What teaching ideas would you like to say goodbye to in 2020?
These suggestions build upon past blogs I’ve written and my experiences of working with teachers all over the U.K. Given the complex nature of education, some of my suggestions will not be a solution for some die-hard authoritarians.
1. Unnecessary workload
For years I’ve been researching the root cause of teacher workload with results suggesting that ‘school leaders’ were the problem. However, my latest research suggests that there has been a tipping point: School inspection appears to be driving teacher workload rather than school leadership.
SchoolDash has previously used staff sickness leave as an indicator of motivation and wellbeing which shows the strong correlation between Ofsted rating and days lost to staff sickness. School inspections, albeit important, adds unnecessary workload for teachers, especially those who choose to work in a disadvantaged context.
Why work in a disadvantaged school?
The process that causes a teacher to leave teaching starts a long time before a teacher actually leaves teaching, but I wonder if school inspection or the type of school, is the final nail in the coffin for many teachers… There is a clear trend in teacher sickness by school deprivation level and the Department for Education and Ofsted would do well to start collecting data on teacher mental health.
2. Frequency and compliance
If the main reason why teachers leave teaching is (always) workload, it suggests to me that we will always keep hemorrhaging teachers unless we tackle the details. Schools with large groups of disadvantaged pupils tend to use ‘frequency and compliance’ methods that disempower teachers.
Pointless written feedback, meetings, mocksteds and marking policies that stipulate coloured pens and frequency (how often a teacher should mark books) also impact on the mental health of our profession. There are some schools that are bucking the trend, yet some schools continue to peddle marking and planning nonsense which I do not believe is unique to state schools or disadvantaged contexts. We must challenge this dialogue and consider alternatives…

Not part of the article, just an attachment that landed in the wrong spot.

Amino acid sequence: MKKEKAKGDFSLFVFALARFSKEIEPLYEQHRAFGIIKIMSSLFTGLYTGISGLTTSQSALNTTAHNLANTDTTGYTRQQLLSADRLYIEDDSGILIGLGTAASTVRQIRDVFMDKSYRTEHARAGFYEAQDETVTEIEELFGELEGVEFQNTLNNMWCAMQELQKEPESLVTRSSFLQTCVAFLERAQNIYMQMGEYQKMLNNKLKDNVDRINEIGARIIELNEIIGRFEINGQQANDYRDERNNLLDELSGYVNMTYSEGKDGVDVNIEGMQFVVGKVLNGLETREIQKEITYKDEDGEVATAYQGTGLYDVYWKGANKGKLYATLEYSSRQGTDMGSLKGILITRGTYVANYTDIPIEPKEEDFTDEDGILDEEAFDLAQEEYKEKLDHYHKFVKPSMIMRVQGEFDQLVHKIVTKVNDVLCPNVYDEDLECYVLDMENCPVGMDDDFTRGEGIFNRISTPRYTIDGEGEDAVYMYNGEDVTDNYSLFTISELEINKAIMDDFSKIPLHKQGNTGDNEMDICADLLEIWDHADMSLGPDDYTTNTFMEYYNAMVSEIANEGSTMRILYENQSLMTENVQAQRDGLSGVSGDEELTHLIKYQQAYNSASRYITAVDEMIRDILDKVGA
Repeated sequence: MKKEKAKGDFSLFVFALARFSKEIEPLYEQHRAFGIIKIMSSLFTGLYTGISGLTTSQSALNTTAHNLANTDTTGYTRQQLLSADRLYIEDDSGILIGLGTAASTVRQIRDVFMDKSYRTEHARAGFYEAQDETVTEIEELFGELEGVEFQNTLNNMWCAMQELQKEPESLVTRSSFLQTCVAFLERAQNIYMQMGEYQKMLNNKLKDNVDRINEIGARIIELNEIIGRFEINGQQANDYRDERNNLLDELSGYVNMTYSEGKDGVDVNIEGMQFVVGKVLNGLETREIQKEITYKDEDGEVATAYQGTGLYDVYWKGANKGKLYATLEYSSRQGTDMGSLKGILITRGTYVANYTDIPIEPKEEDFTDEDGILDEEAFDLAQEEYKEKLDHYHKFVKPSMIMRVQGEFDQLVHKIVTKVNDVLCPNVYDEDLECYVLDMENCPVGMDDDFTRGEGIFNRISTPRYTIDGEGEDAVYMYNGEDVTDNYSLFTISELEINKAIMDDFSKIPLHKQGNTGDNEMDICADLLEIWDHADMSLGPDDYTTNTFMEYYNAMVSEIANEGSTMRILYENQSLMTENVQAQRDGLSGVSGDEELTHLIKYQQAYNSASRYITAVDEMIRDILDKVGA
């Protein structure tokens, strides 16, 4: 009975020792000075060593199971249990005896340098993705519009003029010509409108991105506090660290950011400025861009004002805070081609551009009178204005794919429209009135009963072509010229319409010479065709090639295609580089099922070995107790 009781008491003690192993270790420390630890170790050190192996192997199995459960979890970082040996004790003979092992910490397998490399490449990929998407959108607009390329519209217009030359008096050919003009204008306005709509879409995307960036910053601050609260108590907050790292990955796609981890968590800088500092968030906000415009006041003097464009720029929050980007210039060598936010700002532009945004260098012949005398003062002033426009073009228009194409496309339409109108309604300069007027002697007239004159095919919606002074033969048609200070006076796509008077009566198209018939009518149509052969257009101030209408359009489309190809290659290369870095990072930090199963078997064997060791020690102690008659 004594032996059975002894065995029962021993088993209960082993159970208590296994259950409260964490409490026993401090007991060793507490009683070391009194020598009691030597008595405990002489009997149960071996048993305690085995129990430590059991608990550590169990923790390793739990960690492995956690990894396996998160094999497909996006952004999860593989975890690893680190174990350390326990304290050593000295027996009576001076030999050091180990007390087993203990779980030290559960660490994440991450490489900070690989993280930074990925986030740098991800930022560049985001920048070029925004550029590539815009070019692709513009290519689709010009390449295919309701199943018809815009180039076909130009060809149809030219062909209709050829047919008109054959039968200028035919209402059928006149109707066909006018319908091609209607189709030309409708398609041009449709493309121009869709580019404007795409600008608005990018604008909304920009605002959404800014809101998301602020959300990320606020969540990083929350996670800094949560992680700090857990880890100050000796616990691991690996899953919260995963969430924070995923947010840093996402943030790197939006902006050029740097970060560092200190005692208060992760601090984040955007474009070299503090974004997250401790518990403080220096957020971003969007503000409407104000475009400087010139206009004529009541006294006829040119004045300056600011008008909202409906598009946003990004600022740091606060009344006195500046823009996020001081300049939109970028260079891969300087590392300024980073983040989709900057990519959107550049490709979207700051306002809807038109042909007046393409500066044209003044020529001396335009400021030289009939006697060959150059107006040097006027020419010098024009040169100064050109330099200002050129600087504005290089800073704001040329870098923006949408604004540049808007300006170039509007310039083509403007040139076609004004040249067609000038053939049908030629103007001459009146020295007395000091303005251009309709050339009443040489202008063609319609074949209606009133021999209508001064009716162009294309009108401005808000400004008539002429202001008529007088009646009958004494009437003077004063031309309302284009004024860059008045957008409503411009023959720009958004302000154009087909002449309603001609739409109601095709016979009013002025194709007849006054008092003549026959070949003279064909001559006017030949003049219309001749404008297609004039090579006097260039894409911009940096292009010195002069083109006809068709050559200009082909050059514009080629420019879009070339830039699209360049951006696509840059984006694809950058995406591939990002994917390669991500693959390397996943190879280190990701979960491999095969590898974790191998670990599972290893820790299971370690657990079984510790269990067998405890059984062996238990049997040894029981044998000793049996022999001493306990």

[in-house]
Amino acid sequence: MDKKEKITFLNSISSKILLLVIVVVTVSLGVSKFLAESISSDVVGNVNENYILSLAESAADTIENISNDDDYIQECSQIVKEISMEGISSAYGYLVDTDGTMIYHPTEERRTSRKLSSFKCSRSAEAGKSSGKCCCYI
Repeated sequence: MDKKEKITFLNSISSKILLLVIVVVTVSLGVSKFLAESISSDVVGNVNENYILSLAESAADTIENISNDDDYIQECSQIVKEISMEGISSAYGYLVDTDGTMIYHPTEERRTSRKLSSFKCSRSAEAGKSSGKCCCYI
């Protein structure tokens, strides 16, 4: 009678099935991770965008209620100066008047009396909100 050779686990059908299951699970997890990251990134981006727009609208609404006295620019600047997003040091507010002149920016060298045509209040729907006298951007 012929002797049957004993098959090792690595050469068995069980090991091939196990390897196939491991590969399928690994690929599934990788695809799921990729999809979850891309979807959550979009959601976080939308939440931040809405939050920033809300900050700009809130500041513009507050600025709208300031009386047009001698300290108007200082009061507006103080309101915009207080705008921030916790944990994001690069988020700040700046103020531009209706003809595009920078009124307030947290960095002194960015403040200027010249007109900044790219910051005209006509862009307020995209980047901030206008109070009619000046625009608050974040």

SchoolDash analysis suggests that there are more teacher vacancies at schools with high proportions of poor pupils, and secondary schools with larger proportions of poor pupils tend to show greater recruiting activity, suggesting that they have more teacher vacancies and/or experience greater difficulty in filling them.
3. Experience as a commodity
Did you know, that the average life-span of a teacher is a mere 13 years of service? Note, the greatest attrition also happens in years one and two of teaching! I believe the current government model for teacher recruitment does not support experienced teachers. This is especially true in terms of valuing their wisdom or paying them the necessary salary. To work in classrooms for 25 years, I am unique. I have rarely met a teacher who has worked more than 20 years in the classroom, but they do exist, although few and far between!
The government continues to subsidise new teachers rather than grant experienced teachers with better pay and conditions. Because of this, we will continue to lose experienced teachers in the profession. As a result, our younger teachers will continue to be regurgitated within the system and leave prematurely. The DfE census data suggests this is the preferred model…
SchoolDash analysis suggests there is a declining proportion of teachers over 50 years old, in both primary and secondary schools. There are also quite big differences in the proportions of older teachers around the country. The following images show 2019 data for primary and secondary schools and are taken from SchoolDash Insights. There are fewer, over 50 teachers, working in secondary schools in the North of England with more primary teachers (over 50) in the South East. The Department for Education would do well to publish routine data on the lengths of teachers’ tenure.
4. Performance Appraisal
Currently, in most schools, the performance management system is led by a tick-box, high-accountability culture that essentially boils down to a paper-gathering exercise driven by the setting of targets. This has been exacerbated by the introduction of performance-related pay in England. A culture of performativity has pervaded our schools over the last two decades with graded observations. This also includes performance-related pay, target setting and data collection. In schools where bureaucracy is king, the consensus is that teachers are gathering reams of evidence to justify their work. Proceeding on an annual basis, the quality of appraisal is largely determined by the quality of the relationship between oneself and one’s line manager, even though research suggests this has little or no impact on performance.
The problem with the current appraisal process in many schools is that it largely operates around the bias or poor practice – delivered by individual line managers with little training. Decisions made are sometimes anecdotal rather than evidential, and this is not only unreliable, but it is dangerous. It is damaging for teachers who are working to the best of their ability. There is another way motivate and evaluate teaching…
5. Grading lessons
Embarrassingly, this still needs a mention six years later…
There are still some state schools in England that choose to grade their teachers in lessons. This is despite the research – and even Ofsted – stating that it’s a poor method for evaluating teacher quality and effectiveness. It’s absolute nonsense and I will continue to tell every teacher I meet to find another school…